The devastating floods sweeping through Queensland have reached the outer suburbs of Brisbane, the state's capital, and now threaten some of the state's top tourist destinations.
Heavy rain fell yesterday on the Sunshine Coast, north of Brisbane, prompting warnings of flash flooding, and a close watch was also being kept on the Gold Coast, a major draw for the state's tourism industry and an essential part of Queensland's economy.
At one of the busiest times of the year for tourism, holidaymakers have been warned to avoid campsites close to rivers. The flood warnings are a further blow to Queensland's tourism, which is already estimated to have suffered losses of AUS$1bn (€770m) as a result of the floods.
Brett Harrison, a weather forecaster, said there had been reports of flooding in low-lying areas of Brisbane and the situation was expected to worsen.
"It is not in the city at the moment but it is certainly going to increase over the next 24 to 48 hours. We are expecting heavy rain to continue during that time," he said. "There is a possibility of moderate to major flooding for areas west of Brisbane."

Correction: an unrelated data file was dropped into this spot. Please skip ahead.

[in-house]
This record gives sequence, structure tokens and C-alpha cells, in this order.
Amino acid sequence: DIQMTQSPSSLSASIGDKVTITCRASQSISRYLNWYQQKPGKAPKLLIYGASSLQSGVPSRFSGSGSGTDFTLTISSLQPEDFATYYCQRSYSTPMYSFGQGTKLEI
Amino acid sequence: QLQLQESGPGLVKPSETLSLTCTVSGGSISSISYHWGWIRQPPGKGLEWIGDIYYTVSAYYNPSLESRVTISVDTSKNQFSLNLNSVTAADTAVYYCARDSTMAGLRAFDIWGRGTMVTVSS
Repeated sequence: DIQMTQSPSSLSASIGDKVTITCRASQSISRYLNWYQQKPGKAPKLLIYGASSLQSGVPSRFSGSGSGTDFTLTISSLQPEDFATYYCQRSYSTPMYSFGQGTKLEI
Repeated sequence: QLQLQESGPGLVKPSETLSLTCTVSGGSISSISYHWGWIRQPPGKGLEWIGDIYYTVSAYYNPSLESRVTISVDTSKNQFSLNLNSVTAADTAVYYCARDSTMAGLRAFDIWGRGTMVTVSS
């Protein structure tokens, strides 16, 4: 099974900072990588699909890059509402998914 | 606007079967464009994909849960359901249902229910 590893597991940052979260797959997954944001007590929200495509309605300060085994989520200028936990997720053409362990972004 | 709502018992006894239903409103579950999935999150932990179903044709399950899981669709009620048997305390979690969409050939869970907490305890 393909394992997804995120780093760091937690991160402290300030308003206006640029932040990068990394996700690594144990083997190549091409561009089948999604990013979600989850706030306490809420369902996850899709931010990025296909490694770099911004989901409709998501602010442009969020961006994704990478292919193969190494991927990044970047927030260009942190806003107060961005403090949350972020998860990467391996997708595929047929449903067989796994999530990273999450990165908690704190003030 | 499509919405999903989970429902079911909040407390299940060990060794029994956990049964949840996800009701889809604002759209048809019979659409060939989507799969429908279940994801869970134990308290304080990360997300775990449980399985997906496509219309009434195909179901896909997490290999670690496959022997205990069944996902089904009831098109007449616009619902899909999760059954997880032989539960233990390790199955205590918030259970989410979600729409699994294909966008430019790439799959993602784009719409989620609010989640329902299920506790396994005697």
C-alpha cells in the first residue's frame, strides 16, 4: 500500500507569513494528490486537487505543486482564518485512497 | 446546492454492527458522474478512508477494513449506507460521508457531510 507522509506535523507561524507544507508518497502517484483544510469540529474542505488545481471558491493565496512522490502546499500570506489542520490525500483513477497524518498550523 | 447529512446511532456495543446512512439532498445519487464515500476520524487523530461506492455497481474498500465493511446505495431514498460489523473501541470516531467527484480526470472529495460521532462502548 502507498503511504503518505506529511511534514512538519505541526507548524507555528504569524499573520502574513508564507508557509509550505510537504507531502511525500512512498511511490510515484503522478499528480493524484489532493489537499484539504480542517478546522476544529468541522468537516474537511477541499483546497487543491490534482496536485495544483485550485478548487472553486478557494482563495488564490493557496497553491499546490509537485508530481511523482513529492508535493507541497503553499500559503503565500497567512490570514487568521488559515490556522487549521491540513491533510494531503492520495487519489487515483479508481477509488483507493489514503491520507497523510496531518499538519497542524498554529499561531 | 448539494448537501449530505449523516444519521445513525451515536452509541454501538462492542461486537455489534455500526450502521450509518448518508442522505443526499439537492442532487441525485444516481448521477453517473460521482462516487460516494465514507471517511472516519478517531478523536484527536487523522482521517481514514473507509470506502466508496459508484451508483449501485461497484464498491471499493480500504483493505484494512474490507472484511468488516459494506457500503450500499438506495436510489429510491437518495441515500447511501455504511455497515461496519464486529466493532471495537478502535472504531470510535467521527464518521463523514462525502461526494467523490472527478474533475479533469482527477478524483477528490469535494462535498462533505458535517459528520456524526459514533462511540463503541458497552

Jeff Perkins, a senior hydrologist at the Bureau of Meteorology, said the Gold Coast, which lies south of Brisbane, could face flash floods. Towns in the north of New South Wales are also bracing themselves.
"We have been getting up to 50mm in an hour. In an urban area the drainage system cannot cope," he said. "The Gold Coast is really susceptible to heavy rainfall."
Authorities have urged residents in low-lying areas of the state's south-east to secure their personal belongings and have an escape route in mind.
Elsewhere in the state, people in some 40 towns already affected by the "biblical" floods are anxiously waiting for the waters to subside.
River levels have stayed stubbornly high and the latest rains also brought flooding to the Mary River, whose waters in the towns of Gympie and Maryborough were threatening to inundate scores of homes.
More than 200,000 people and 10,700 properties have been affected by the floods and the repair bill is estimated to reach AUS$5bn (€3.9bn). (© Daily Telegraph, London)